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JAMA 100 Years Ago |


JAMA. 2001;286(3):278. doi:10.1001/jama.286.3.278.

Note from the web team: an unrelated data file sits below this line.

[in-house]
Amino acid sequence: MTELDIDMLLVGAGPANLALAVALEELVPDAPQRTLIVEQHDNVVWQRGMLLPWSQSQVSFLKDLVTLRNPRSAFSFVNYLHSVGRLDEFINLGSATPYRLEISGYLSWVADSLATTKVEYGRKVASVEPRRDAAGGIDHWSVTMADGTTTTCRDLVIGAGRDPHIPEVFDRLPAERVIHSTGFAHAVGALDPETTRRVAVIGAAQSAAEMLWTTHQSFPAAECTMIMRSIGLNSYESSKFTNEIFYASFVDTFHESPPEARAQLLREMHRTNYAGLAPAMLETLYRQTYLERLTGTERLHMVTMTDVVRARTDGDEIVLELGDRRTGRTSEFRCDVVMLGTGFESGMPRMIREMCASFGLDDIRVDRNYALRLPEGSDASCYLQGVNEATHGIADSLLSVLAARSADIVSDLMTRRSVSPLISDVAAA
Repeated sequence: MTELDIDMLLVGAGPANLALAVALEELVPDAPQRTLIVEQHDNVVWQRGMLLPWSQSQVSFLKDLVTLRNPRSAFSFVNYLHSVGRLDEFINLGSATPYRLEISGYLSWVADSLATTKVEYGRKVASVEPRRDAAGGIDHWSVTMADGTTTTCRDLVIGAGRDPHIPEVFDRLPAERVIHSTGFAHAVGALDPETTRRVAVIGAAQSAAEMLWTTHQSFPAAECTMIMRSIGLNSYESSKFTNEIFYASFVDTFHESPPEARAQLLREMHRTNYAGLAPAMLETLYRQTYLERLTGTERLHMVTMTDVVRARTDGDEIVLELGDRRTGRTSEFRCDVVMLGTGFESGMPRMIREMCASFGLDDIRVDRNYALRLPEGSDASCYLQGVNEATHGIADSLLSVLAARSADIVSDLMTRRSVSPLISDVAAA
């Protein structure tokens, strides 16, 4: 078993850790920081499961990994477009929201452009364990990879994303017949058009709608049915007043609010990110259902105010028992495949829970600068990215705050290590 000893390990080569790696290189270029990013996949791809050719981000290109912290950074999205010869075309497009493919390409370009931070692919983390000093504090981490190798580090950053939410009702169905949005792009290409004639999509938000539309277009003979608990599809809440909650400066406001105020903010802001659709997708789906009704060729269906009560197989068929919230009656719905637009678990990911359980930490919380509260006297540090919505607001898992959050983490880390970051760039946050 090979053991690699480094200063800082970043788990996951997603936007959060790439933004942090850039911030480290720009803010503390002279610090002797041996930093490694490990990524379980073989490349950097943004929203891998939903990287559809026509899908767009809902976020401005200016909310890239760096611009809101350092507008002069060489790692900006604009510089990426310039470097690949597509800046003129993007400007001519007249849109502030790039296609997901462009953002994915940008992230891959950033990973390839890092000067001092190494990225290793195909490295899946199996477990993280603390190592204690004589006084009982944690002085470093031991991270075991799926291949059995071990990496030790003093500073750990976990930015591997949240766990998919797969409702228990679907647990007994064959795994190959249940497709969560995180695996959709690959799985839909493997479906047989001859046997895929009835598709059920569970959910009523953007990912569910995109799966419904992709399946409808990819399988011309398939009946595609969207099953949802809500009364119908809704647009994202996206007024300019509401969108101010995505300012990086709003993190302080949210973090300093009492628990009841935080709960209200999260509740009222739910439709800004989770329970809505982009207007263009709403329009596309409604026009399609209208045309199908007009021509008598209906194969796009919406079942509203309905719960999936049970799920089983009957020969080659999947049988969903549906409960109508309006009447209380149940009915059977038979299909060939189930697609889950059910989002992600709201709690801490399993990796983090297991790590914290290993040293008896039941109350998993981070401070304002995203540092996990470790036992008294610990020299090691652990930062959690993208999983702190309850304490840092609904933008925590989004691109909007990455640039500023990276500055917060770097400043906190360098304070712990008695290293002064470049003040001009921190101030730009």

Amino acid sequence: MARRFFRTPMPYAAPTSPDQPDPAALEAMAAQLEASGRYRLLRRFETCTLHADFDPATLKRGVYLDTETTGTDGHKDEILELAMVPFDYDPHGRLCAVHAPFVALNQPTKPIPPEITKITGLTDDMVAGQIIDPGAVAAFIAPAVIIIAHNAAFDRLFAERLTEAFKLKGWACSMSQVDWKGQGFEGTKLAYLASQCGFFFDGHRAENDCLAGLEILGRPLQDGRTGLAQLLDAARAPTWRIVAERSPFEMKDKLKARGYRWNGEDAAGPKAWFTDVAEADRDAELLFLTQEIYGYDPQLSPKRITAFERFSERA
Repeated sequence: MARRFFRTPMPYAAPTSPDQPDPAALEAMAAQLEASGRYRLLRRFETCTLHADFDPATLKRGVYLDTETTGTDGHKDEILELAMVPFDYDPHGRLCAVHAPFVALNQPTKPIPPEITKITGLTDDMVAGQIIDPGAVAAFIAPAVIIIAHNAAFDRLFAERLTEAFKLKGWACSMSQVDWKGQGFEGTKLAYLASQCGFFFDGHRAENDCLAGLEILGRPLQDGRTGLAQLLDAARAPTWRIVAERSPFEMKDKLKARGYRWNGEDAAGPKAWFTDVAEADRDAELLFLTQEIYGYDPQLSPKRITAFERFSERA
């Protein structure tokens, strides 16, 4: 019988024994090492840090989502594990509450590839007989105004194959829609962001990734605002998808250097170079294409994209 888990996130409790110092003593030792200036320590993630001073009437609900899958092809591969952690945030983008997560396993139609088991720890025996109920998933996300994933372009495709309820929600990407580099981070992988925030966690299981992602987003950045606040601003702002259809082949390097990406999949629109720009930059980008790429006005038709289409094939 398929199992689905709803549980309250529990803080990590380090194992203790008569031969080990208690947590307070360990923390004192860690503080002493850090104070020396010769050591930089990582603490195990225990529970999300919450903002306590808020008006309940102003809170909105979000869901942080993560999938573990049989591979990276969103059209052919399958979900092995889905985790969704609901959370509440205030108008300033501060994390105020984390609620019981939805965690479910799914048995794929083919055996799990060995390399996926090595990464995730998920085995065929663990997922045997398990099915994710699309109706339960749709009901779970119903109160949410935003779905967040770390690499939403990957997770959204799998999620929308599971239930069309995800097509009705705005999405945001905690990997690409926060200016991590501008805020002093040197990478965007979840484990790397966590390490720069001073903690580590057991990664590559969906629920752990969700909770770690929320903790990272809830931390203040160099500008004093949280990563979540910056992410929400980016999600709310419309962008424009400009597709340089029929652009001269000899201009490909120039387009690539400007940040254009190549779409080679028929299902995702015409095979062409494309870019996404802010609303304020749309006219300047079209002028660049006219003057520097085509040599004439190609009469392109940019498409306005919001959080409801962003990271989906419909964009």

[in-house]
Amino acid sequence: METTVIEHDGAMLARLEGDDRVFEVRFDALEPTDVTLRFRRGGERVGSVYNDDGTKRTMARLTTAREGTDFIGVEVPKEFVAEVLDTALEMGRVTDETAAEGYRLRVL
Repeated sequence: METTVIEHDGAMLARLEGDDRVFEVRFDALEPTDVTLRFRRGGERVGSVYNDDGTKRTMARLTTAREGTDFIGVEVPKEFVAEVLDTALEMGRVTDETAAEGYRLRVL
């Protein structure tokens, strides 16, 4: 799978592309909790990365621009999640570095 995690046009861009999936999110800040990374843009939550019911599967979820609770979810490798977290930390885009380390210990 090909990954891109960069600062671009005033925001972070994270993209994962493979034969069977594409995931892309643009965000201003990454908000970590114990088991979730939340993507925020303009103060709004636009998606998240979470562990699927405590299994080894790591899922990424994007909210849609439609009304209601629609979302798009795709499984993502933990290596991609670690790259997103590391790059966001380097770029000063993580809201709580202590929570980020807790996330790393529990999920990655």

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A newspaper in an Eastern city changed hands about July 1, and the new proprietor, who has a large practical experience in legitimate journalism, at once formulated a set of rules for the conduct of the paper under its changed management. Among the rules were the following suggestive prohibitions : "No medical advertisements" ; no advertisements that a self-respecting man would not read to his family ; no advertisements of immoral books, of fortune tellers, of secret diseases, of guaranteed cures, of clairvoyants, of palmists, of massage ; no advertisements of offers of large salaries, of guaranteed dividends, of offers of something for nothing ; no pessimism ; no prize-fighting details ; no personal journalism ; no private scandal. Here is a program that involves the removal of most of the objectionable features in so-called modern journalism. If its details could be conscientiously carried out for newspapers, medical men would find less objection than at present to the promiscuous reading of the daily press, which is working such great harm. Two prohibitions should be added to the list : no details of suicides ; no details of homicides, especially such as are committed under circumstances that point to the mental disequilibration of the active agent in the tragedy.


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